How to Identify and Control Blog Comment Spam?

Last month, JetPack’s Akismet module (the anti-spam program we use), was able to filter out 850 spam blog comments. We have 324 comments in our spam queue.

This is the manual stuff.

we also get many confusing comments such as:

This a great way to explain and a quick post for data about the presentation topic matter that we will give at an institution of higher learning.

While the comment could have been from a thoughtful reader, it’s possible that he was just trying to leave a nice comment in his native tongue. There are signs that it was spam to get a link from our website for a British web design company.

Spam can be a problem for long-time bloggers. we display our spam list on the WordPress Dashboard.

What is spam blog comment spam? It’s a crime.

What do you need?

What is blog comment spam?

Blog comment spam can be defined in many ways. It is something that you recognize immediately when you see it.

But, this doesn’t solve the problem – we think comments with the wrong intent can spam us (I’m thinking about you gray-hat SEO people).

We must understand why comment spam is happening and who is responsible.

Spam: Why Blog Comment Spam

Comment spam is caused by one and only one thing: the link.

It was just a conversation back in the early days of blogging.

Comments can be left on the site by commenters to continue the conversation and attract new readers via many blogging platforms.

It was, and still is, a wonderful thing. It was too good to be true.

These links bring you traffic. Google uses these links to assess the relevancy and quality of websites.

Clicking that link can make unsolicited messages more appealing. You can also be rewarded for it.

Knowing the why will make it easier to identify the who.

Let’s look at spam. This is the one we got last week.

Here’s how it works: Ocean Spray author will be the anchor text. It will also serve as clickable text.

It might not be real. It may not be real. However, it was created to look real to bypass our filters and get past our computers.

This business model has two goals. It all comes down to numbers. 1000 comments have a click-through rate of 0.1%. Spammers can generate millions of spam comments.

But that’s not the main objective. Google is trying to convince them that this website is relevant for searches related to Ocean Spray coupons. This will enable Google to send users to the website… who will then use the coupons.

Although this is a complex way to make money it is very effective. Spam comments continue to flood in.

Why do they keep coming back to you?

Spamming blog comments is easy but can be quite expensive.

Gscraper, which costs $38, is the best program to do this. It is possible to accidentally send thousands of spam comments by setting it all up (which helps explain random blog comment spam span>).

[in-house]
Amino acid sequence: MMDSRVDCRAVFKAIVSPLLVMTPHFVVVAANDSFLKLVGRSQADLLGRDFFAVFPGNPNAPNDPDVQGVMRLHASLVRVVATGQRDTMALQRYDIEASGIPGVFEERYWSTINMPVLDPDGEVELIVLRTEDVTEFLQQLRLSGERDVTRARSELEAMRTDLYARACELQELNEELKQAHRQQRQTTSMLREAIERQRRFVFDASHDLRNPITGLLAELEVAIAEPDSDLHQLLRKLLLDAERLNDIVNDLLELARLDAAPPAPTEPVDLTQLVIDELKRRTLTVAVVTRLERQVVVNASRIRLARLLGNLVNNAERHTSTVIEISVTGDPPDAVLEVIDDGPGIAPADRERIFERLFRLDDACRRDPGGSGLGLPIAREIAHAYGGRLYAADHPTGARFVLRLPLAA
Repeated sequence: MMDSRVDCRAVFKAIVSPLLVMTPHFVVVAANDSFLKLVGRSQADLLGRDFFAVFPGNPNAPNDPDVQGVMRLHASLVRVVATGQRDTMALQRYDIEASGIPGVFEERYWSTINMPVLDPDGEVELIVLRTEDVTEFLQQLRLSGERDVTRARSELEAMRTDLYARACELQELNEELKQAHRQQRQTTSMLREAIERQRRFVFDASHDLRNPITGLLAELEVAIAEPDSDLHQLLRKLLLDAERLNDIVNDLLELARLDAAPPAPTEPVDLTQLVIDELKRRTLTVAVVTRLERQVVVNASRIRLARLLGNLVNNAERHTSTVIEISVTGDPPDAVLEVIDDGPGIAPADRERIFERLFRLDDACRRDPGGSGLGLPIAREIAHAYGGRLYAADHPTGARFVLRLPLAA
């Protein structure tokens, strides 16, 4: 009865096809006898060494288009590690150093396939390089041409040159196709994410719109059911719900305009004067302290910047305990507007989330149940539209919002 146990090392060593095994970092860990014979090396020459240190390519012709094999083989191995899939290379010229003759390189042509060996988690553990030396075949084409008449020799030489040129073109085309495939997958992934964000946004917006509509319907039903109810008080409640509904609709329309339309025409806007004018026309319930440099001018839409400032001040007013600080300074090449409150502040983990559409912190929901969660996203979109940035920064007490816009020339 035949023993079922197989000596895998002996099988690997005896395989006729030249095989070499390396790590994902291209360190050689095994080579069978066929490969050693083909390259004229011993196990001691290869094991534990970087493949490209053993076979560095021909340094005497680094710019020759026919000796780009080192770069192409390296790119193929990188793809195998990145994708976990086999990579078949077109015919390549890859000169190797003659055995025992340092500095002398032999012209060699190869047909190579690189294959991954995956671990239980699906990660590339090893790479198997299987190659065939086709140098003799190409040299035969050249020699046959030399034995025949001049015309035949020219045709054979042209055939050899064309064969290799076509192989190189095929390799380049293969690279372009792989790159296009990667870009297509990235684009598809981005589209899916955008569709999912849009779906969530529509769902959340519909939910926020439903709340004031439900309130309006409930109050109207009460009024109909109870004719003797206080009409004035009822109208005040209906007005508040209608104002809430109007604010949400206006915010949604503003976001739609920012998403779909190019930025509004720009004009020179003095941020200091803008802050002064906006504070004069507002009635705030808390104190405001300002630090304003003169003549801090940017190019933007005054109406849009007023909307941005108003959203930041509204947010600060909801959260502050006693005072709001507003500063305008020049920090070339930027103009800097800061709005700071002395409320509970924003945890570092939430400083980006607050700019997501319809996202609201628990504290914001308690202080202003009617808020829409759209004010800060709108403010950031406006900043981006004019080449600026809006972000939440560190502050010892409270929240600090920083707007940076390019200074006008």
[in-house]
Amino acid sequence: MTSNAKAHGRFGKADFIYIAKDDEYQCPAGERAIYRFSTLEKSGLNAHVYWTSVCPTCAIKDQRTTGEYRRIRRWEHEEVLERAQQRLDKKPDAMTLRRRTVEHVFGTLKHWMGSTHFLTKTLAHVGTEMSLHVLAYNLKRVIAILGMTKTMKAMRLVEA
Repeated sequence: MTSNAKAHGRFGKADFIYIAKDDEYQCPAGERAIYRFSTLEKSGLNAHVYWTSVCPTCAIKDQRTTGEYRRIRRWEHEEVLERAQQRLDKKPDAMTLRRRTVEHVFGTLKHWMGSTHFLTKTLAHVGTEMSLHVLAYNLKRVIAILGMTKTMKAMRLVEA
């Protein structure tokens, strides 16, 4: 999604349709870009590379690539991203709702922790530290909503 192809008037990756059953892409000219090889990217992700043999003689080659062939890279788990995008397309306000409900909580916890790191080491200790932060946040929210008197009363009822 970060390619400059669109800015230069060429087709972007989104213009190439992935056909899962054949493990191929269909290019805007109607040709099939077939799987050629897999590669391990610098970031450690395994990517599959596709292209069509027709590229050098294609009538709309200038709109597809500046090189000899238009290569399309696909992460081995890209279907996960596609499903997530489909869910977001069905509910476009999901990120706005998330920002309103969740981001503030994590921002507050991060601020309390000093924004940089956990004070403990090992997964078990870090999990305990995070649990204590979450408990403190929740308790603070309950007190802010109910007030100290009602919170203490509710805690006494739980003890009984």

After you have installed Gscraper you will need to create a strategy to defeat the spam filters. This means you must leave legitimate comments

What’s the best way to do this with millions of comments?

Gscraper randomly selects words from a list to pair them together to create unique comments. Unique comment.

This is comment spam. How can we stop it?

Stop Comment Spam

Since 2005, search engines have supported comment link attributes. This computer code says that the website owner did not curate this link or vouch for its validity. Search engines should therefore be aware of it. It is supported by most blog software, including WordPress, Blogger, and other blogging platforms.

Spam continues to grow. We will also discuss the pros and cons of each.

Solution 1 – Do not accept comments

This is the simplest solution and has been growing in popularity with social media. There might be a link at the bottom of blog posts that allows you to “discuss” the post on Hacker News or Reddit.

This is a valid solution. However, commenting is deeply embedded within Internet culture. You are sending your audience to another place if you do not send them there. This is fine if you want to stimulate discussion, but not if you are trying to build a following or engage your readers on your blog.

Solution 2 – Let other companies do it

You may also have come across specialized commenting systems such as Disqus. This allows you to outsource your blog comments to companies that have the resources to stop spam. By replacing the URL field with the commenter’s profile, they remove any incentive to spam.

This solution offers a great advantage: it allows you to keep the conversation going and eliminate spam.

Based on our own experience and some studies, people are less likely to comment on blogs that have built-in comments.

The second is losing control over your data. The second is that you lose control of your data.

Google claims comments on your website have more value than comments from third-party sites. Although we doubt it, it is another reason to give it a try.

Solution 3 – Be ready and keep your eyes peeled.

This is our preferred option. You can bundle it with a JetPack subscription. This filters 99.8% of all spam.

It’s possible to still have.2%.

We will be happy to hear your thoughts

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